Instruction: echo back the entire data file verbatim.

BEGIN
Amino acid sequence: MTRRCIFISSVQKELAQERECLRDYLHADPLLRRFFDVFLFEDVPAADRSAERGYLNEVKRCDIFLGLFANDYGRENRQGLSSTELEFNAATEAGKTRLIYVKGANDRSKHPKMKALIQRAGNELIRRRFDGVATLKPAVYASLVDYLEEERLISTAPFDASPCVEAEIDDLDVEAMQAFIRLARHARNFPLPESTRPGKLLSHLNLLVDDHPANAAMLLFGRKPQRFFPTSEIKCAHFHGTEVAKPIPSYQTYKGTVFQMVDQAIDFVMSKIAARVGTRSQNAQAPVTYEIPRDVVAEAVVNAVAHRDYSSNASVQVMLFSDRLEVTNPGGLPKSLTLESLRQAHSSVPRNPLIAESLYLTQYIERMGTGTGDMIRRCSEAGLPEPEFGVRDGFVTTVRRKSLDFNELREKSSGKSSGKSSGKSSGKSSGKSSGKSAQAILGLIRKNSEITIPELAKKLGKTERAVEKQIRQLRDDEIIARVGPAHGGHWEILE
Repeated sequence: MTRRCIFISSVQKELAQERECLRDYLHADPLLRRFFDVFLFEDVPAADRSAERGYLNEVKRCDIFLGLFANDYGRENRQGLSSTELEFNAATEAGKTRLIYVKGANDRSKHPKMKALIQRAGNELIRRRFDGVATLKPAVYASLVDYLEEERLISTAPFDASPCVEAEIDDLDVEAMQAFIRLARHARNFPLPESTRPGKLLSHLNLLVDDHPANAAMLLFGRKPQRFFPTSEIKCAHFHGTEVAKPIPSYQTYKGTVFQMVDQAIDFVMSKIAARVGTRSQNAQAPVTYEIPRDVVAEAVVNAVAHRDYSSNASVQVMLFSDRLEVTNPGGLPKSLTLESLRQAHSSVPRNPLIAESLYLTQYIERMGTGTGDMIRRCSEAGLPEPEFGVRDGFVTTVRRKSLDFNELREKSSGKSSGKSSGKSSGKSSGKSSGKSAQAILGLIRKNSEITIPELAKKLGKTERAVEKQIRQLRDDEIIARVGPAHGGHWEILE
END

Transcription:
Amino acid sequence: MTRRCIFISSVQKELAQERECLRDYLHADPLLRRFFDVFLFEDVPAADRSAERGYLNEVKRCDIFLGLFANDYGRENRQGLSSTELEFNAATEAGKTRLIYVKGANDRSKHPKMKALIQRAGNELIRRRFDGVATLKPAVYASLVDYLEEERLISTAPFDASPCVEAEIDDLDVEAMQAFIRLARHARNFPLPESTRPGKLLSHLNLLVDDHPANAAMLLFGRKPQRFFPTSEIKCAHFHGTEVAKPIPSYQTYKGTVFQMVDQAIDFVMSKIAARVGTRSQNAQAPVTYEIPRDVVAEAVVNAVAHRDYSSNASVQVMLFSDRLEVTNPGGLPKSLTLESLRQAHSSVPRNPLIAESLYLTQYIERMGTGTGDMIRRCSEAGLPEPEFGVRDGFVTTVRRKSLDFNELREKSSGKSSGKSSGKSSGKSSGKSSGKSAQAILGLIRKNSEITIPELAKKLGKTERAVEKQIRQLRDDEIIARVGPAHGGHWEILE
Repeated sequence: MTRRCIFISSVQKELAQERECLRDYLHADPLLRRFFDVFLFEDVPAADRSAERGYLNEVKRCDIFLGLFANDYGRENRQGLSSTELEFNAATEAGKTRLIYVKGANDRSKHPKMKALIQRAGNELIRRRFDGVATLKPAVYASLVDYLEEERLISTAPFDASPCVEAEIDDLDVEAMQAFIRLARHARNFPLPESTRPGKLLSHLNLLVDDHPANAAMLLFGRKPQRFFPTSEIKCAHFHGTEVAKPIPSYQTYKGTVFQMVDQAIDFVMSKIAARVGTRSQNAQAPVTYEIPRDVVAEAVVNAVAHRDYSSNASVQVMLFSDRLEVTNPGGLPKSLTLESLRQAHSSVPRNPLIAESLYLTQYIERMGTGTGDMIRRCSEAGLPEPEFGVRDGFVTTVRRKSLDFNELREKSSGKSSGKSSGKSSGKSSGKSSGKSAQAILGLIRKNSEITIPELAKKLGKTERAVEKQIRQLRDDEIIARVGPAHGGHWEILE